After the OOB and the Midterm, the first ride I had on the Stache 8 was over a few miles of multi-user, technical single track that climbed and dropped through the course of three canyons in the Santa Monica Mountains of SoCal. It set t...
After the OOB and the Midterm, the first ride I had on the Stache 8 was over a few miles of multi-user, technical single track that climbed and dropped through the course of three canyons in the Santa Monica Mountains of SoCal. It set the stage for me for the duration of the test of the Stache, for if this bike were only ridden on smooth fire roads and buff trails, it would be a shame. That first ride was a few hours of steep on-the-nose-of-the-saddle climbs, switchback turns, rocky creek beds, and swoopy blind turns on scrabbly dirt. From the very beginning to the very end of that ride the Stache was balanced, composed, and fun. And ‘fun’ was a word that I used a lot whenever I talked about this bike to others and within my own fevered little brain. This is a fun bike to ride. This is why, or at least, why I think it is so.
Bikes have become pretty well niche these days. There is something for everyone no matter what you like to do or aspire to be. From full on XC race to All Mountain work, the 29″er hard tail is a pretty versatile beast and those big wheels can do a lot to make you wonder if you really need full suspension. But at the extremes…say a stiff carbon, steep angled race bike book ended by a 140mm fork equipped, short stay-ed steel beast of an AM hard tail, lies a broad range of uses that just requires a bike. Nothing fancy or dramatic in intent…not niche. That middle section between the bookends is a fat cut of the trail riding pie and that is where the Stache sits, topped with a nice dollop of Cool Whip.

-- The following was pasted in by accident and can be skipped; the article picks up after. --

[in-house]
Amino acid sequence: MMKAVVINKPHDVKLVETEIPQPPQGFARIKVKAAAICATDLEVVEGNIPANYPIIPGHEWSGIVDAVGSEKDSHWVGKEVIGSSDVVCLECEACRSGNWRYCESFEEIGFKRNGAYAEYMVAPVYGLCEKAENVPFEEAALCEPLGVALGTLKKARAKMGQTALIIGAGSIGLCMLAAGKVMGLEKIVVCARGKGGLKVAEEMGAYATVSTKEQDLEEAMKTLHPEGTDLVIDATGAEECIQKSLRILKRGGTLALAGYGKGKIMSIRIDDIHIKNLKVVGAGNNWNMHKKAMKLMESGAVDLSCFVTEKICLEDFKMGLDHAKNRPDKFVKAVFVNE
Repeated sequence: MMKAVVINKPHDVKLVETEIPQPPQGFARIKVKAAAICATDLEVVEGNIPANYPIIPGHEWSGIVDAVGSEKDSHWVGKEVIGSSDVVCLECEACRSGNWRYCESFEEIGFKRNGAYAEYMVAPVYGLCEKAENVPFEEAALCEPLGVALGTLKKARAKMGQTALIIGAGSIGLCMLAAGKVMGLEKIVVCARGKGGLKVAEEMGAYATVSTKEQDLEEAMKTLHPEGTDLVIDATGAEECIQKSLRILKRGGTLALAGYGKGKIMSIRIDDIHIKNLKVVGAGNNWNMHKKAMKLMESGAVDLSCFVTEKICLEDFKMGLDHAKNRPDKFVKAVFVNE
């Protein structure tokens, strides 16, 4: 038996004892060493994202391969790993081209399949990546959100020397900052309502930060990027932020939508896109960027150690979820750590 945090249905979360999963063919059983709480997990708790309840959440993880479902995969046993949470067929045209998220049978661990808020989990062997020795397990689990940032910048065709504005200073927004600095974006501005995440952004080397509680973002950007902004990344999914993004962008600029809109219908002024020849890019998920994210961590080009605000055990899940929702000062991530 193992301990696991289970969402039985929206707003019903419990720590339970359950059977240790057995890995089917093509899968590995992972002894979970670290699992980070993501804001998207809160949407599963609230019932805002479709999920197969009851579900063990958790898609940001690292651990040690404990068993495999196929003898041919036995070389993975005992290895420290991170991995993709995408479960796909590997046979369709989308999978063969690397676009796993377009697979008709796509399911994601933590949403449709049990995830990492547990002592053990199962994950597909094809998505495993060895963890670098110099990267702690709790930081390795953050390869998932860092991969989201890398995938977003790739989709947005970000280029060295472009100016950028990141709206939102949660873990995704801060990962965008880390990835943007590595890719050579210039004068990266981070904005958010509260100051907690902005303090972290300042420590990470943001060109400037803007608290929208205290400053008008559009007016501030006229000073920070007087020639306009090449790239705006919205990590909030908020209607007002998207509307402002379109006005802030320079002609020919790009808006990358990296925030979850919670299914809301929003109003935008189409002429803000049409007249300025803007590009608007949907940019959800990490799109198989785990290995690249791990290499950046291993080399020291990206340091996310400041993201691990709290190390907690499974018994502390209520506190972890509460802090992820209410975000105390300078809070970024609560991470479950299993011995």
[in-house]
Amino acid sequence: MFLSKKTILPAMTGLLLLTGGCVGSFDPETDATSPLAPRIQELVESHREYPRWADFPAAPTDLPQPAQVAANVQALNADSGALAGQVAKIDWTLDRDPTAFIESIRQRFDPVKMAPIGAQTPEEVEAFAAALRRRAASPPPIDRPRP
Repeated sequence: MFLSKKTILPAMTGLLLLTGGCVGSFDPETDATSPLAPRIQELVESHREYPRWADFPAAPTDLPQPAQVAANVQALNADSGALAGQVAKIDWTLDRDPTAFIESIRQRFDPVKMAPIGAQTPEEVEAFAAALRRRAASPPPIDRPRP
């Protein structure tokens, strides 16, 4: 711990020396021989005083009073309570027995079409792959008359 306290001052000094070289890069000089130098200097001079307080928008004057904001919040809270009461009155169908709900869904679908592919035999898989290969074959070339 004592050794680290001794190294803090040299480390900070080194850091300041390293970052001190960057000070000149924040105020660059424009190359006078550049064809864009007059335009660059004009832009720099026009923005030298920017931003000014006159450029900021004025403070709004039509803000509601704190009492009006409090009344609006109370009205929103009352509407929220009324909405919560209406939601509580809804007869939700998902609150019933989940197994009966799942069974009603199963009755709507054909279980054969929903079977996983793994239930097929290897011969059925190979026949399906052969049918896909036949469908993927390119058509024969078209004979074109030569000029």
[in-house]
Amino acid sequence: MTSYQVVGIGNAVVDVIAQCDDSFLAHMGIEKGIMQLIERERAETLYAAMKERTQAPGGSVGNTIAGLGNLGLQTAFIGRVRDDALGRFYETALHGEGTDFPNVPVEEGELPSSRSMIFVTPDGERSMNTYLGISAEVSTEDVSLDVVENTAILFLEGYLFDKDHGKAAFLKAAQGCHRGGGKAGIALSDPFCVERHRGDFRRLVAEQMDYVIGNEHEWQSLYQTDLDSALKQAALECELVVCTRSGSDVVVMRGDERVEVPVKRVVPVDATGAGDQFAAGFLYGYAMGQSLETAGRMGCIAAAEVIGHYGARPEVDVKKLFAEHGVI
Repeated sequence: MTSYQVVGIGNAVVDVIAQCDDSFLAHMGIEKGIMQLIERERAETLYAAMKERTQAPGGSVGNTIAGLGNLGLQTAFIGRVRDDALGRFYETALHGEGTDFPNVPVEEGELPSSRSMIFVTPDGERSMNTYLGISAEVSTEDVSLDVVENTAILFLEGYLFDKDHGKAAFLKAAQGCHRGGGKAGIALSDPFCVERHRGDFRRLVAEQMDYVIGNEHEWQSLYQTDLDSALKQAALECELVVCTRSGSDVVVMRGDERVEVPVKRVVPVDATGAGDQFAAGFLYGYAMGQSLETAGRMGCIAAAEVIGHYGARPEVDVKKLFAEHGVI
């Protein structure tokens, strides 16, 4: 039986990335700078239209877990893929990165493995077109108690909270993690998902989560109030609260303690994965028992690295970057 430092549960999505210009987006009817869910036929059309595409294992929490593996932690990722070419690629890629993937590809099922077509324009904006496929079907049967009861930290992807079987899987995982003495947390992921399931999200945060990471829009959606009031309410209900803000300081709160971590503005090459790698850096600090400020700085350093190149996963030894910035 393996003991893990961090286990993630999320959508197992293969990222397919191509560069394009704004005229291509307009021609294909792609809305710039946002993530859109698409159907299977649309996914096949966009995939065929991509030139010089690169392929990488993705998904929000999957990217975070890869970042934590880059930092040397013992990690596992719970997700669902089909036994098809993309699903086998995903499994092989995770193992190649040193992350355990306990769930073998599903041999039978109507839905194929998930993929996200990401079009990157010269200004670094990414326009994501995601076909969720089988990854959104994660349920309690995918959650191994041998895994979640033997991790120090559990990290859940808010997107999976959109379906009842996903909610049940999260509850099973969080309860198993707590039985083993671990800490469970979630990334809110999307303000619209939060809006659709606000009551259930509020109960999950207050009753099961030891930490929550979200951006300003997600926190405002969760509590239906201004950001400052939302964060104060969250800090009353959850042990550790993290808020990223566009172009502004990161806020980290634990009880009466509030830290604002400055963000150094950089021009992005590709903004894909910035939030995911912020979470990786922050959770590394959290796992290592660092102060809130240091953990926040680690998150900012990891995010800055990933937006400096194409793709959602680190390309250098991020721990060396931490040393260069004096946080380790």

Ed The Tall on some buff trail, high in the backcountry of So Cal.
From the beginning I liked the way the Stache was on-trail. My weight was back off the front wheel and yet I was not feeling like I was balancing over the rear wheel either. It was cockpit rear-ward if that makes sense but it felt better to me than anything I had been on lately. Picking down techy sections was a notch above what the ‘normal’ 29″er hard tail would be in the same situation. In the past, I have not been particularly impressed with G2 ‘equipped/designed’ Fisher bikes. The Hi Fi left me cold and the Rumblefish was so so. But I suspect that the G2 approach with the 51mm fork offset is a good part of why this bike comes together for me. I am becoming a fan of slacker head tube angles if you can keep the bike from getting too long and keep it from flopping around when speeds are slower. The 68.6° HT angle on the Trek combined with the 120mm G2 fork, and, with the stock bars and 100mm stem, seldom gave me anything but good results and when speeds came up, it was calm and fun. There is that word again. A 72° seat tube angle helps pull the front center in a bit so even though the wheelbase on the 21″ is getting a bit long at 45.71″/116.1 cm, it was an easy bike to get around tight turns and felt good at slow speeds as well. The only time I felt the rearward weight position and the slacker front end working against me was on very steep uphill switchbacks where, if the soil was loose, the front tire would want to push. It took a more aggressive position on the nose of the saddle to combat that.
So while any skilled rider can ride a trail on a ‘typical’ 29″er hardtail (71°/73° head tube/sest tube angles, 100mm fork etc) just as fast as they can on the slacker Stache, the Stache gives you a bit of grace and feels just great when the ruts come along, the whoops get deeper, or the grade gets you off the back and past the dropper post. The 120mm fork pays off and sucks up a lot of trail nasties. So while both riders may be riding the same trail at the same speeds, the Stache ride is not working as hard to do it. I am willing to bet that means more fun.
Some bullet points:
120mms for fork travel and a slack HT angle on a hard tail 29″er means that you can go pretty darn fast until the amber warning lights start flashing in your
about 15 hours ago